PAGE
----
A high school teacher in Iowa has been placed on leave for assigning students to “pretend you are a black slave.”
IOWA CITY, Iowa — A high school teacher in Iowa has been placed on leave for assigning students to “pretend you are a black slave.”
The Iowa City Press-Citizen reports that the assignment for an online freshman class at Liberty High School in Iowa City asked students to write four sentences about what they would do if they were a slave who was freed.
“Think very, very carefully about what your life would be like as a slave in 1865,” the assignment reads. “You can’t read or write and you have never been off the plantation you work on. What would you do when you hear the news you are free? What factors would play into the decision you make?”
The teacher, whose name was not released, was placed on administrative leave and the assignment was removed, Iowa City Community School District spokeswoman Kristin Pedersen said. A statement from the district called the assignment “inappropriate” and said it “does not support and will not tolerate this type of instruction.”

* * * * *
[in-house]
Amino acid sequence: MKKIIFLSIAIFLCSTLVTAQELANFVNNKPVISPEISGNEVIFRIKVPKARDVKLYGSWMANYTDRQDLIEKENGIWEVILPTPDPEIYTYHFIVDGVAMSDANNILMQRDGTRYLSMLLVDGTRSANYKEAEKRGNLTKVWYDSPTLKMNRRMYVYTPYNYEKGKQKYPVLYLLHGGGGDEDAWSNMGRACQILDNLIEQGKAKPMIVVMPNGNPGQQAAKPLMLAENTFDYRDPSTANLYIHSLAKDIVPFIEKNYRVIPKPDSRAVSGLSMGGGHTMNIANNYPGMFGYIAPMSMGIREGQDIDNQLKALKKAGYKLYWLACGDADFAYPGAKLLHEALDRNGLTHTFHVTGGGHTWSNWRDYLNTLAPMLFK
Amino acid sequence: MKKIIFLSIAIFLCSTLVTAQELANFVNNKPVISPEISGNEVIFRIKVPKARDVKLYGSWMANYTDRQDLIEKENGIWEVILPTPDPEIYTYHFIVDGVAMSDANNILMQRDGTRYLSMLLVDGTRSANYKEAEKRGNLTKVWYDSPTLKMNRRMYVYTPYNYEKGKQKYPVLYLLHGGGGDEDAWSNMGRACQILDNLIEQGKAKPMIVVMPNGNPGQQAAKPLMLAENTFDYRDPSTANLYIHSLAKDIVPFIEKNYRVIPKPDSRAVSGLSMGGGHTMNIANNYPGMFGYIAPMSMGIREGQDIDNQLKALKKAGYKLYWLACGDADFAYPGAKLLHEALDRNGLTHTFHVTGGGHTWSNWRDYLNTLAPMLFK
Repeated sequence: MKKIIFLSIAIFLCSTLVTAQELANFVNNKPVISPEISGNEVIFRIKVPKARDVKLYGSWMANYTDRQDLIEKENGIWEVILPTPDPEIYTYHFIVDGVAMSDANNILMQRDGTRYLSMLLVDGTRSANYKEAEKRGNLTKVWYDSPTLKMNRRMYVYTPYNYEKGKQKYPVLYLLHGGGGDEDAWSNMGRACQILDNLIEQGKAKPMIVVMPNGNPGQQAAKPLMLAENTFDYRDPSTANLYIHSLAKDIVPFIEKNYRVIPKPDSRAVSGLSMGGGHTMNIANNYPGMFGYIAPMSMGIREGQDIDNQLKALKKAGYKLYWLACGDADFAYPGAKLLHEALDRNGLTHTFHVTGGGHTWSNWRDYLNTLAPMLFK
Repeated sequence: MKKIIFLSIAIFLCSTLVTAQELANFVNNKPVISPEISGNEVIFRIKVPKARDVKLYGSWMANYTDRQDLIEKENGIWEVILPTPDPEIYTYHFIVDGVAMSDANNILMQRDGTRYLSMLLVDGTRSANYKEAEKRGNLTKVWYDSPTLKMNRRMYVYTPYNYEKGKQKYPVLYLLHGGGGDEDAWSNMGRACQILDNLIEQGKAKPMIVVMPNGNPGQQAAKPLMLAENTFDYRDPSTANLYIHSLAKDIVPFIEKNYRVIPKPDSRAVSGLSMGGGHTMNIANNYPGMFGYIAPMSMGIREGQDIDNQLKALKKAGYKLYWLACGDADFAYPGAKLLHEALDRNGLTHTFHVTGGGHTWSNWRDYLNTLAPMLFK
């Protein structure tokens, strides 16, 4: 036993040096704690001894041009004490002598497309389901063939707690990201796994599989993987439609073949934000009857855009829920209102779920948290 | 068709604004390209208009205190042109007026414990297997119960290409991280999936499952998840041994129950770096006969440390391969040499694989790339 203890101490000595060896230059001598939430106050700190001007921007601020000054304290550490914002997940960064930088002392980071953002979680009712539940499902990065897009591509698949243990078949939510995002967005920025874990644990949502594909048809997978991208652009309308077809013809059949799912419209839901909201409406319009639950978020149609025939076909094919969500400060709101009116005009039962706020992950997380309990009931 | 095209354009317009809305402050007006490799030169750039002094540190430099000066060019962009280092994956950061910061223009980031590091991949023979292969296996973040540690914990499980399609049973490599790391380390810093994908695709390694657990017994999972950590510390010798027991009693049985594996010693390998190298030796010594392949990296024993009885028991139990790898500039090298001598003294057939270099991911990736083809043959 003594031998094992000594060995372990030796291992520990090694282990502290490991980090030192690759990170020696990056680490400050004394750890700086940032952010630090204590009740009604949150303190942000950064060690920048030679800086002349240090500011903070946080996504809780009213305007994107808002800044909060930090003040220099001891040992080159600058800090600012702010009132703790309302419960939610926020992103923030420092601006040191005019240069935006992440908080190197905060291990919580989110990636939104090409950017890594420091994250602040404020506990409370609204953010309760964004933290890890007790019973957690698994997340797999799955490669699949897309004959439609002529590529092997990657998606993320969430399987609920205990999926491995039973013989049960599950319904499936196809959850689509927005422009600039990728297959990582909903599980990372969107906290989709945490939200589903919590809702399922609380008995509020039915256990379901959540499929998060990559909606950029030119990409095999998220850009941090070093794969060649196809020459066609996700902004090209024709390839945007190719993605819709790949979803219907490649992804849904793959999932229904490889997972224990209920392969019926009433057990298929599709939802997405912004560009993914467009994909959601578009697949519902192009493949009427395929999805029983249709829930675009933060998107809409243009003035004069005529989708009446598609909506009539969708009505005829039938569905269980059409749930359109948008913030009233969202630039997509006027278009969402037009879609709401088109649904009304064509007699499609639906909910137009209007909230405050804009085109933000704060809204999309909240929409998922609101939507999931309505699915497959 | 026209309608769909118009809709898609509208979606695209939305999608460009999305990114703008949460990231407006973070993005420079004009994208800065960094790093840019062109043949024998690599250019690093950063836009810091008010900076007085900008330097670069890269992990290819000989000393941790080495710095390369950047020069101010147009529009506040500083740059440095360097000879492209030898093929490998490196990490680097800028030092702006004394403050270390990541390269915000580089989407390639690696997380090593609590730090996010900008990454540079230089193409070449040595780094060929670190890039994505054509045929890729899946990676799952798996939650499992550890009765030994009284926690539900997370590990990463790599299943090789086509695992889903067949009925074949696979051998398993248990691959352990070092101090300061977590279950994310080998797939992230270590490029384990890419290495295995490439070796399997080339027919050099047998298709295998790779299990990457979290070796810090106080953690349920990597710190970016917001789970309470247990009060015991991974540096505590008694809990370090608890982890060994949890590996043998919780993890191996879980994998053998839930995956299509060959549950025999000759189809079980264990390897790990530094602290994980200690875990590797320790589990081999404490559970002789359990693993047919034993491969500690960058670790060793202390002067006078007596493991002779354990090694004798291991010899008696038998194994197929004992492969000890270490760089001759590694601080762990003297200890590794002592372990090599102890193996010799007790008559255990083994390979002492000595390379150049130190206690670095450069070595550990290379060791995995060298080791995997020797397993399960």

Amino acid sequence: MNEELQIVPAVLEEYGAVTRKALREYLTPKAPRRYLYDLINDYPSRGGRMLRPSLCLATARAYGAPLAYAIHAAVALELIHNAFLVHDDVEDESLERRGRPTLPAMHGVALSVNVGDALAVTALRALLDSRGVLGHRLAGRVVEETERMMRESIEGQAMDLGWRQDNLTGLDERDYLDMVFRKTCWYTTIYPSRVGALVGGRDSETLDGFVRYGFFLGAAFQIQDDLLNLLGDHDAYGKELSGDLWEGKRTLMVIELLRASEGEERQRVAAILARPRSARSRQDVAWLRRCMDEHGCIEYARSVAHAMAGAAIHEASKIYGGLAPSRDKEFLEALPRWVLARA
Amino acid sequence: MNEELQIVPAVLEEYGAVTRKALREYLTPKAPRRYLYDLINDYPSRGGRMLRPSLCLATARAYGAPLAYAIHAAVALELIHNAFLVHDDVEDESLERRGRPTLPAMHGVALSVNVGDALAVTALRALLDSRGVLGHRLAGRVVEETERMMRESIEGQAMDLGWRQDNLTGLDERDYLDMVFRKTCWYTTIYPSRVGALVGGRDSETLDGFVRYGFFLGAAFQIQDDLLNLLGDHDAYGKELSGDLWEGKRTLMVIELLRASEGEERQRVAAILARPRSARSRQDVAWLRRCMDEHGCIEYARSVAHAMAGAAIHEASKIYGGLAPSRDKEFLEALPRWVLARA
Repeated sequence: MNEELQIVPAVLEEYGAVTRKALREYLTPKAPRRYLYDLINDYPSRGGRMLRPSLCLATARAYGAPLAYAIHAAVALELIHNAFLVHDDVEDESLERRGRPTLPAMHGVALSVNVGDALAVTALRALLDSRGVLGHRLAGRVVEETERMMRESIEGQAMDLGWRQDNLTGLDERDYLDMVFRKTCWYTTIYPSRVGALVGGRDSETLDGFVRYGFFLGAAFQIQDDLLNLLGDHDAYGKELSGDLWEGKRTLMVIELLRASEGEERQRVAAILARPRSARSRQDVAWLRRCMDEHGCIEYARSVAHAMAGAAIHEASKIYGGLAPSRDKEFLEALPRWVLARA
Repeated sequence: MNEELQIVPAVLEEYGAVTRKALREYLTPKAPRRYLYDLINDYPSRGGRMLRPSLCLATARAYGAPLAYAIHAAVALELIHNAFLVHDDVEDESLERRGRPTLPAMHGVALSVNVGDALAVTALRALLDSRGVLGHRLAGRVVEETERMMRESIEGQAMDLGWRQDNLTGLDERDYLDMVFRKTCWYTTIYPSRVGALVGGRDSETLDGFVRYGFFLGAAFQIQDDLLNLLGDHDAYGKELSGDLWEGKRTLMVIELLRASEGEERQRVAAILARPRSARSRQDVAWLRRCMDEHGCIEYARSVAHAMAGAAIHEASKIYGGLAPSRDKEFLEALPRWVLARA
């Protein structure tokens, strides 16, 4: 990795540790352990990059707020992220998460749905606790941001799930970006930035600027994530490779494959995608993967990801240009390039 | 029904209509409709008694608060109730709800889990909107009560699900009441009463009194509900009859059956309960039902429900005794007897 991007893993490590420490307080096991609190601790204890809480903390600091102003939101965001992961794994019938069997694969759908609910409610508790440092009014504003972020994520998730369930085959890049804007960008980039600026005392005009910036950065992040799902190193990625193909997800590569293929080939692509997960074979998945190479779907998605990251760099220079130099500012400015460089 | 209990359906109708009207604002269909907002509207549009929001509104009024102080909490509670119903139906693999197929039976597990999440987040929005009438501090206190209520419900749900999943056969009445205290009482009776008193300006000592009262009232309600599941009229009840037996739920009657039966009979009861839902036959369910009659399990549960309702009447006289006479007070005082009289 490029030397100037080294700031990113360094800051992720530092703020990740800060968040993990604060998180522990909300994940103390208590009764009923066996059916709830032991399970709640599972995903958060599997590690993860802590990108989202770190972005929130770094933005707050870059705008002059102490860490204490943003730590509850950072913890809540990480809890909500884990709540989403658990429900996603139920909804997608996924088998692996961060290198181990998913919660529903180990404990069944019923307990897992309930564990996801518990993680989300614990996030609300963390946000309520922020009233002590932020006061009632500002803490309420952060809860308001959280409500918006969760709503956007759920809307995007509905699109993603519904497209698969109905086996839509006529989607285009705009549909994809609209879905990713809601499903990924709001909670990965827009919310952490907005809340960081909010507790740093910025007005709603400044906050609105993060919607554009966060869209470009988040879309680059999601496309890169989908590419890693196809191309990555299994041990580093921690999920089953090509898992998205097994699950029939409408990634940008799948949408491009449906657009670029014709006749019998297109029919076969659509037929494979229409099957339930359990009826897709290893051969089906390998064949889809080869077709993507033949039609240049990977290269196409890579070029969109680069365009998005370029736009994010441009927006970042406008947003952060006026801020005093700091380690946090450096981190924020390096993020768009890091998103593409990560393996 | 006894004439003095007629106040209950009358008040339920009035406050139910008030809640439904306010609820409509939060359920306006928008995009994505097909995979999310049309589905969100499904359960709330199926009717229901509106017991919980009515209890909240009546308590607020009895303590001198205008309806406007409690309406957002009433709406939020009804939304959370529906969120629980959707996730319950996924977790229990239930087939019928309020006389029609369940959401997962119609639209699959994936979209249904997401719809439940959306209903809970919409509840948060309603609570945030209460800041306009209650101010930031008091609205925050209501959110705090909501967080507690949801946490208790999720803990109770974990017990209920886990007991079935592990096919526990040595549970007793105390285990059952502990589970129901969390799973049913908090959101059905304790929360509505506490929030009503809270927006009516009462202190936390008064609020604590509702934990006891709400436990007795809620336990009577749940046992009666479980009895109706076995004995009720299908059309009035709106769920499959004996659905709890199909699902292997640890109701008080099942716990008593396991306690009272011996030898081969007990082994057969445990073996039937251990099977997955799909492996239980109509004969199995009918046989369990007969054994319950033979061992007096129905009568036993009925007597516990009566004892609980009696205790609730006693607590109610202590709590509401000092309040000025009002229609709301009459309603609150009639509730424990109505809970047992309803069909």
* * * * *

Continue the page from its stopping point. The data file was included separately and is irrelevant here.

Dibny Gamez said her 14-year-old daughter, Ayesha, could not complete the assignment because it made her feel uncomfortable. Ayesha is among a small number of Black students in the class.
“She just starts tearing up,” Gamez said. “And I was, like, ‘No, listen, you don’t have to be ashamed of who you are.’ I said, ‘You are beautiful for who you are. Don’t let not one soul make you uncomfortable for who you are.’”
Assignments asking students to role-play enslaved people or slave owners trivialize or distort the actual events of slavery, said Justin Grinage, a professor of curriculum and instruction at the University of Minnesota who focuses his research on race and education.
“The best-case scenario with lessons like this is that students come away with a fabricated lie about history. So, best-case scenario, they don’t really learn anything, or they learn the wrong thing,” Grinage said. “Worst-case scenario is that it’s a deeply traumatic experience for students of color, particularly Black students.”